Your 2018 Tax Records

    For the 2020-2021 FAFSA application, you will need to provide your tax records from two years ago. If you are required to report your parent’s income, they will also need their tax records. If you and/or your parents are eligible to use the IRS Data Retrieval Tool, the tool will import tax information for you.

    Records of Your Untaxed Income (if you have any)

    Untaxed income includes, child support received, interest income, and veterans noneducational benefits.

    Records of Your Assets

    You will need to report the balances of certain accounts, like bank accounts, investments (like stocks and bonds), and real estate (not including the home where your family lives a.k.a. your family’s primary residence).

    A List of Schools That You Are Considering

    You should identify which schools you are considering to attend. The FAFSA allows you to list up to 10 schools, so you do not need to wait until you have made your final decision. You can always modify your school list.

    Your Driver’s License Number (if you have one)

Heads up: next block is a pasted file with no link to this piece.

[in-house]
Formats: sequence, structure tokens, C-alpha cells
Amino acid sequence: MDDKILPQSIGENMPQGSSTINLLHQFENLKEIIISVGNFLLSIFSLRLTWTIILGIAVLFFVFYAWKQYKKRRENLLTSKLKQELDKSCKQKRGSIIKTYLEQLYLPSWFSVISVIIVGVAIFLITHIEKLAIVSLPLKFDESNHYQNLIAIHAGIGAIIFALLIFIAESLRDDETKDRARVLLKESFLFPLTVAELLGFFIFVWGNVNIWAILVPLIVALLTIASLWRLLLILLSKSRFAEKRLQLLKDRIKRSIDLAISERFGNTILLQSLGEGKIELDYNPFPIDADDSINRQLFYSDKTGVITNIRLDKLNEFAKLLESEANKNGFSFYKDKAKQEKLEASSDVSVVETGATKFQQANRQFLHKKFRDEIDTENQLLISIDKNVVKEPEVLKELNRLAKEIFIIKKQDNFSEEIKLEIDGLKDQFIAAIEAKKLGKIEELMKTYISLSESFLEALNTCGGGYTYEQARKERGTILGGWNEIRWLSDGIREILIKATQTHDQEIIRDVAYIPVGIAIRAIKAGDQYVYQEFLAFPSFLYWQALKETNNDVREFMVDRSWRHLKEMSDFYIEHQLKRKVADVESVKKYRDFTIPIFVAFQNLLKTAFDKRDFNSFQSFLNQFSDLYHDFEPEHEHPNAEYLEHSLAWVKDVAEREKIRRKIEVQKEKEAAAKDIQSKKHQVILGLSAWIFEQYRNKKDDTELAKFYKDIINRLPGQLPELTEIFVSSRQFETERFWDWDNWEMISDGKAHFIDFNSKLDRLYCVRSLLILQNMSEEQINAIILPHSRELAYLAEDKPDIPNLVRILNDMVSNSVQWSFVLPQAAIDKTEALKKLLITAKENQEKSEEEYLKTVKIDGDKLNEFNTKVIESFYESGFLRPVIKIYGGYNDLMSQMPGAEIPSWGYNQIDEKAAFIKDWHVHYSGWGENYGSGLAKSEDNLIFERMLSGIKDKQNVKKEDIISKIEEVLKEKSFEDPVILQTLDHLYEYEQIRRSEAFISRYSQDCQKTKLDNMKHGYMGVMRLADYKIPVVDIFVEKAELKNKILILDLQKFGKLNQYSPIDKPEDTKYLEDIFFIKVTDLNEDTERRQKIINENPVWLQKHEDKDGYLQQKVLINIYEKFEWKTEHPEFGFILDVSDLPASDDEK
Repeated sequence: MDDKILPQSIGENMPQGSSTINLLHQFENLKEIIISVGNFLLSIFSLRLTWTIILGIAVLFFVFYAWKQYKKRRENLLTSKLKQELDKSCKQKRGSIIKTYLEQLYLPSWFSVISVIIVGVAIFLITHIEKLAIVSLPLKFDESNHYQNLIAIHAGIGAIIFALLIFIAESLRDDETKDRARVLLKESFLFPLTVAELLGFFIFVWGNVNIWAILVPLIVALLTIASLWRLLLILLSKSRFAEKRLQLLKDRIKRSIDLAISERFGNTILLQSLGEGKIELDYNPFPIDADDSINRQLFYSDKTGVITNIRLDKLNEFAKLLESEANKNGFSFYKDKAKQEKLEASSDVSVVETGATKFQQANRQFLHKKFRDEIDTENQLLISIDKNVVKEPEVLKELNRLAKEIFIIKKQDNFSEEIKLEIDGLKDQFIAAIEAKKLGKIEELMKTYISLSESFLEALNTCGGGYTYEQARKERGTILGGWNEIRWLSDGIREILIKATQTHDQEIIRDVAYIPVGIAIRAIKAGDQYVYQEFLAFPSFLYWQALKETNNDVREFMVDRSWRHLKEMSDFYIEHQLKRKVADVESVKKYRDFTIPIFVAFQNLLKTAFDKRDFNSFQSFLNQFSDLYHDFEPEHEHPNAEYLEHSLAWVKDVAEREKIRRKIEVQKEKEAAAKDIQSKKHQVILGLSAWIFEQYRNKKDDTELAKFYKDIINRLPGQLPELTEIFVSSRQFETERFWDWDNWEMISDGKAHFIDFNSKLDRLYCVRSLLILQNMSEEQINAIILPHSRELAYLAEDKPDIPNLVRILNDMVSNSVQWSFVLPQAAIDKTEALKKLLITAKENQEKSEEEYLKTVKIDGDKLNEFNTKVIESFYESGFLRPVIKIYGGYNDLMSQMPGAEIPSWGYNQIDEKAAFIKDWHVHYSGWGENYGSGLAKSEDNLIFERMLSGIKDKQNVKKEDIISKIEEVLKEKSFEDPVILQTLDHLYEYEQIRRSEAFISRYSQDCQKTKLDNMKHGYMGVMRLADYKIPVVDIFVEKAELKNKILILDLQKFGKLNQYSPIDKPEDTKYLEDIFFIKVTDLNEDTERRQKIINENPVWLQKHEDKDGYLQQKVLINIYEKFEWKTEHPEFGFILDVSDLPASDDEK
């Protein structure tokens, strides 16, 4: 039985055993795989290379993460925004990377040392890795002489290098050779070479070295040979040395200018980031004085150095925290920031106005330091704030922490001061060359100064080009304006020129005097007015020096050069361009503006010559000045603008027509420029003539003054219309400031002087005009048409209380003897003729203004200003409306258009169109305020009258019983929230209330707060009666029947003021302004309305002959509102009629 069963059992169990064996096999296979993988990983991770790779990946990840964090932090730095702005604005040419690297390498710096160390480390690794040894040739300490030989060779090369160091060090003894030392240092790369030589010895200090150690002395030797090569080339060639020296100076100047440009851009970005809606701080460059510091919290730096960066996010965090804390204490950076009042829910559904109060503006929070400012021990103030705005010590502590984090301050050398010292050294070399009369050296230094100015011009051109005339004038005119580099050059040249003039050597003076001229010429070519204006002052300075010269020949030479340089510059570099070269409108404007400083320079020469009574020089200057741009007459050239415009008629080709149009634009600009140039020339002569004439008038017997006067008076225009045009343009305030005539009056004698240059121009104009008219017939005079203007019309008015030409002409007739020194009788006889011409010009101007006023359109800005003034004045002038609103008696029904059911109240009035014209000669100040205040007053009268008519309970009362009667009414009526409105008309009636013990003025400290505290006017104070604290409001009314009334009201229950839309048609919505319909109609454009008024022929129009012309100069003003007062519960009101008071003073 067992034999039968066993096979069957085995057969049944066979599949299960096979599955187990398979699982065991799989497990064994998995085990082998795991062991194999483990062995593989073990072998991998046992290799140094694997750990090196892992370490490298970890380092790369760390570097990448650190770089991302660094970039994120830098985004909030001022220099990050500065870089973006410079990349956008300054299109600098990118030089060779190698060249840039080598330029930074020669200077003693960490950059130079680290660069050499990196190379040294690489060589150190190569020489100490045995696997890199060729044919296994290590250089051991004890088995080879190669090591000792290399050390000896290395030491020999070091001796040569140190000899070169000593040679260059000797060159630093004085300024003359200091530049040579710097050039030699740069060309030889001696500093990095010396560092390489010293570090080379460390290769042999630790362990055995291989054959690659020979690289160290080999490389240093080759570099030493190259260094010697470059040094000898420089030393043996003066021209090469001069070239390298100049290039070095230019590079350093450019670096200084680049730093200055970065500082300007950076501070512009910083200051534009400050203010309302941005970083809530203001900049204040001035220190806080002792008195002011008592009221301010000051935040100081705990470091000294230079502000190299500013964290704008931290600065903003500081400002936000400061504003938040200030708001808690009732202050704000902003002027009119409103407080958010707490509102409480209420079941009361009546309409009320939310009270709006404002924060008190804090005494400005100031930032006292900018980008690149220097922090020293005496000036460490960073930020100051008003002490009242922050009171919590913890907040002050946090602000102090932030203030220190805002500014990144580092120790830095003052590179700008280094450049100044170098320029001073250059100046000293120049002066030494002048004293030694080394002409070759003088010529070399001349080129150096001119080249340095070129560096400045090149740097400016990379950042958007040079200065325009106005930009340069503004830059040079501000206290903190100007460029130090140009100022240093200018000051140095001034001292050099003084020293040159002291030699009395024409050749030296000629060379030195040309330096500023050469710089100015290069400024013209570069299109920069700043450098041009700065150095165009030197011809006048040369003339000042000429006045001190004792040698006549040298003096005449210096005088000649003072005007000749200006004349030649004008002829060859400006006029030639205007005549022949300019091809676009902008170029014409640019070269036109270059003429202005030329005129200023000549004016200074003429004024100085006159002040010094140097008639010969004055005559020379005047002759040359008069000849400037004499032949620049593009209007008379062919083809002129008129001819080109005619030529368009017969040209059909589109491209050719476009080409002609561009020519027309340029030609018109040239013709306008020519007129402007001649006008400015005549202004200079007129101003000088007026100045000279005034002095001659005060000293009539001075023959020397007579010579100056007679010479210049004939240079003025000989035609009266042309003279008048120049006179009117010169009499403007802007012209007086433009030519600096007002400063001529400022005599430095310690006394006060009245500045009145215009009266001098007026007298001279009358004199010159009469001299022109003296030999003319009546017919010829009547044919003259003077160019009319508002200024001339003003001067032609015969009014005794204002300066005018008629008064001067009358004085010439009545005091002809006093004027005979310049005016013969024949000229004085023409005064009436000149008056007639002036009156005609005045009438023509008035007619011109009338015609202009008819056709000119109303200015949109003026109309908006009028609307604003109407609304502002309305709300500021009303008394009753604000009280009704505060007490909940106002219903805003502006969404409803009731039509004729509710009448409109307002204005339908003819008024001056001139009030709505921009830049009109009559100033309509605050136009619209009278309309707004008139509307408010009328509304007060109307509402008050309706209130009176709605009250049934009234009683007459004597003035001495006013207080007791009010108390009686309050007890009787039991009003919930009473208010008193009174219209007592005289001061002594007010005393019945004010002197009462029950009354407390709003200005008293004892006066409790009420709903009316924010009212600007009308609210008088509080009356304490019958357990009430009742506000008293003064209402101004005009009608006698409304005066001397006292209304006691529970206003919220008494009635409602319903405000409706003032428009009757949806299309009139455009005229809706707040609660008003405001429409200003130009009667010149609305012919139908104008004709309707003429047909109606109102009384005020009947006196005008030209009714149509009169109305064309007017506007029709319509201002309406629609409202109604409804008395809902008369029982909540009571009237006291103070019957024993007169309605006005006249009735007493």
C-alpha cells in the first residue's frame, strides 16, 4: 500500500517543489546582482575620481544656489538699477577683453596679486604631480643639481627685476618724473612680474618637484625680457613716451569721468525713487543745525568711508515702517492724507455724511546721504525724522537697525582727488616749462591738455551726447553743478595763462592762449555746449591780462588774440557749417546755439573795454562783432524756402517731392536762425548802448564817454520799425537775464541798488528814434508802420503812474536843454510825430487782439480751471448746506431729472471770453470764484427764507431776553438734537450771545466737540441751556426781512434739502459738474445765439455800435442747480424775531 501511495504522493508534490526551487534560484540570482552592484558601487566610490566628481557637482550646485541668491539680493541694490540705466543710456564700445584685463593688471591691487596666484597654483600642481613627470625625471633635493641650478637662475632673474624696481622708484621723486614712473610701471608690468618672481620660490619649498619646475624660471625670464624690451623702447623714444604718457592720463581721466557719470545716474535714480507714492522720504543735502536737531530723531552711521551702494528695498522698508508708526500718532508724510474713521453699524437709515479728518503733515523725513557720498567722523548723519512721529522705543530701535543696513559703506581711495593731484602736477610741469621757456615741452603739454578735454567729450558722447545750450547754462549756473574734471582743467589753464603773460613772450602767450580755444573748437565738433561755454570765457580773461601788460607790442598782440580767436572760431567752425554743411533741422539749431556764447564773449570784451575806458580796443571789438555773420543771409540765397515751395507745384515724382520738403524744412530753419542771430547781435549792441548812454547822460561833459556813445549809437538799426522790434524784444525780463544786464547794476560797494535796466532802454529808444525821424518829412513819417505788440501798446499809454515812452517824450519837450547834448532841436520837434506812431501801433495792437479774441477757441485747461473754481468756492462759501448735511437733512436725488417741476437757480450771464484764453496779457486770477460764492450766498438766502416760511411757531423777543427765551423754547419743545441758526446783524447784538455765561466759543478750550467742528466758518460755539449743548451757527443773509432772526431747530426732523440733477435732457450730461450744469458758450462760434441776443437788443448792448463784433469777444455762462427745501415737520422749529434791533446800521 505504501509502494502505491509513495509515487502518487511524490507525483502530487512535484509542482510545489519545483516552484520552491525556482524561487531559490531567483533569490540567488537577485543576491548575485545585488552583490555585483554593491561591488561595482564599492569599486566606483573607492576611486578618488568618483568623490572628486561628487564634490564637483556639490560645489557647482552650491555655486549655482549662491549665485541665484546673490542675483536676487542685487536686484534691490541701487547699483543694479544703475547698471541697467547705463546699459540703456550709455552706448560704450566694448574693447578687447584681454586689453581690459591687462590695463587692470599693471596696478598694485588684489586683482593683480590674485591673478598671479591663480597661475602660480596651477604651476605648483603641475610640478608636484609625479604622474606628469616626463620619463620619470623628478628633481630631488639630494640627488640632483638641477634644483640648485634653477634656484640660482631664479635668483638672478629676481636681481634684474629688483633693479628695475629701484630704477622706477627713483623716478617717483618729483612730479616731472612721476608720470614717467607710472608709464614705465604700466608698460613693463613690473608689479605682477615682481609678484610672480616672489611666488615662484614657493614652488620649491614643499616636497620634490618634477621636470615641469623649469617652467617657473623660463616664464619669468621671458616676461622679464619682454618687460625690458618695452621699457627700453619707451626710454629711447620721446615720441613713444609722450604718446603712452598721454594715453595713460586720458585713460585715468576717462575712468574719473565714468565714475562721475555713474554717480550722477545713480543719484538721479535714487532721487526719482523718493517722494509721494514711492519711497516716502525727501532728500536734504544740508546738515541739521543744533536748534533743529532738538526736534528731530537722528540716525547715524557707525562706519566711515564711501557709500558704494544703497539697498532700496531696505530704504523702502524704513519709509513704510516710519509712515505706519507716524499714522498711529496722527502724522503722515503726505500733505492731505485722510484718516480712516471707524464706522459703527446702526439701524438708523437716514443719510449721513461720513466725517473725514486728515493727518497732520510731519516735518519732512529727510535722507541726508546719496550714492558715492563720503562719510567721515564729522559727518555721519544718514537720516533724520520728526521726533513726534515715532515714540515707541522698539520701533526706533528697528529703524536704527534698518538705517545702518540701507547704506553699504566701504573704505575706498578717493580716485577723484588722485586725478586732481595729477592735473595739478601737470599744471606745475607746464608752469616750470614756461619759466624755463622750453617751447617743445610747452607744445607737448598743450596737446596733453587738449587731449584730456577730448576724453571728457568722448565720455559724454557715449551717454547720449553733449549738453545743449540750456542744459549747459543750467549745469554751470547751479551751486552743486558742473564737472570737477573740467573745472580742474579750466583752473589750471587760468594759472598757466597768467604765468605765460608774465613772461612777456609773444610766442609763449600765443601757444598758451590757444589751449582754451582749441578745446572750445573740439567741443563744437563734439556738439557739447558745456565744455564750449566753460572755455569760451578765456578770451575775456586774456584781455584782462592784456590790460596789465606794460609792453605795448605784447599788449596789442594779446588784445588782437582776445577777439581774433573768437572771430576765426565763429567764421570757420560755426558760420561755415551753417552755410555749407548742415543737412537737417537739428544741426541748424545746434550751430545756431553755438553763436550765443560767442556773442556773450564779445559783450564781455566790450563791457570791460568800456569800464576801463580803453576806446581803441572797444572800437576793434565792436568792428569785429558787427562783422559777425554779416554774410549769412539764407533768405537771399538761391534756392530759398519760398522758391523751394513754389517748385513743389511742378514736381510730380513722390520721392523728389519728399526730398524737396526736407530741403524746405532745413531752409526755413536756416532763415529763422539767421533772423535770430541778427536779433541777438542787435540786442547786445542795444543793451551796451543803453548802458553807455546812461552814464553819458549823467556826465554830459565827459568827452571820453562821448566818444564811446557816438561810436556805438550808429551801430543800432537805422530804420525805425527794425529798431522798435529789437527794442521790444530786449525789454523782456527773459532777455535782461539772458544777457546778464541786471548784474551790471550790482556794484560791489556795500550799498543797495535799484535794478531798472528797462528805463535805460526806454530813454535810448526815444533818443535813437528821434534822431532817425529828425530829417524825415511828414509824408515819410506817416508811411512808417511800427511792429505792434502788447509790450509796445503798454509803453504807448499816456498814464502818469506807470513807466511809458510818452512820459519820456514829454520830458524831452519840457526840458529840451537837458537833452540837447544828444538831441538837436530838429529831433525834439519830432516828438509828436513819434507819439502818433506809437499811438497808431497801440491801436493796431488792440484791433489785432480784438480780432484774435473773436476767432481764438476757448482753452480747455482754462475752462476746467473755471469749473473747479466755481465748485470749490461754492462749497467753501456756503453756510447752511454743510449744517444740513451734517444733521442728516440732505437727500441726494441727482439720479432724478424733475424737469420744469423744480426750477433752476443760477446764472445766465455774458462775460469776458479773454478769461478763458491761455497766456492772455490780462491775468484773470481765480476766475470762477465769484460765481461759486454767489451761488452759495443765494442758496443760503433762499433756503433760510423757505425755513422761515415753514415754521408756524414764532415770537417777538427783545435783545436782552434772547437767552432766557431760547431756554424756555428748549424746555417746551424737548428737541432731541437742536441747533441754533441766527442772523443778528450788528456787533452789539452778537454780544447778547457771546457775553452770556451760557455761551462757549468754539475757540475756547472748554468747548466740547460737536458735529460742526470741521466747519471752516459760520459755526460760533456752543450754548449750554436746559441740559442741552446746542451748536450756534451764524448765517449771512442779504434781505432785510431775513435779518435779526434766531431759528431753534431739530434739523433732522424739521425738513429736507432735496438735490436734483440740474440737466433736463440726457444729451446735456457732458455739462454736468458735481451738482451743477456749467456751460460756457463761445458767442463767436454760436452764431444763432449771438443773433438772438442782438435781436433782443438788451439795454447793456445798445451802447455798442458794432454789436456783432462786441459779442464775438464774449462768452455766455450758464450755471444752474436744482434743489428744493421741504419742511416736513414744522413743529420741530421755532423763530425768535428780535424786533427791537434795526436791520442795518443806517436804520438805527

Financial Aid Help: Contacts to Know

    With everything that you are managing on this college journey, you may not be aware that there are FREE RESOURCES available to provide help and guidance along the way.

    1. The U.S. Department of Education

      If you are applying for federal financial aid and need help completing the FAFSA you don’t need to go it alone.

      You can contact the U.S. Department of Education at 1-800-433-3243.


    2. Your School’s Financial Aid Office

      If you are having issues with your FAFSA or have questions about how to submit your information (or make corrections/changes), your financial aid office can be a great resource. If they are participating in the federal aid programs, they have completed required training, meaning they are prepared to help!

      If your school requires other financial aid applications, like the CSS Profile®, the financial aid office is prepared to help you with that as well.

      Set up an appointment with your office and write down some questions beforehand. You want to make sure you get all the answers you need to finish your aid applications.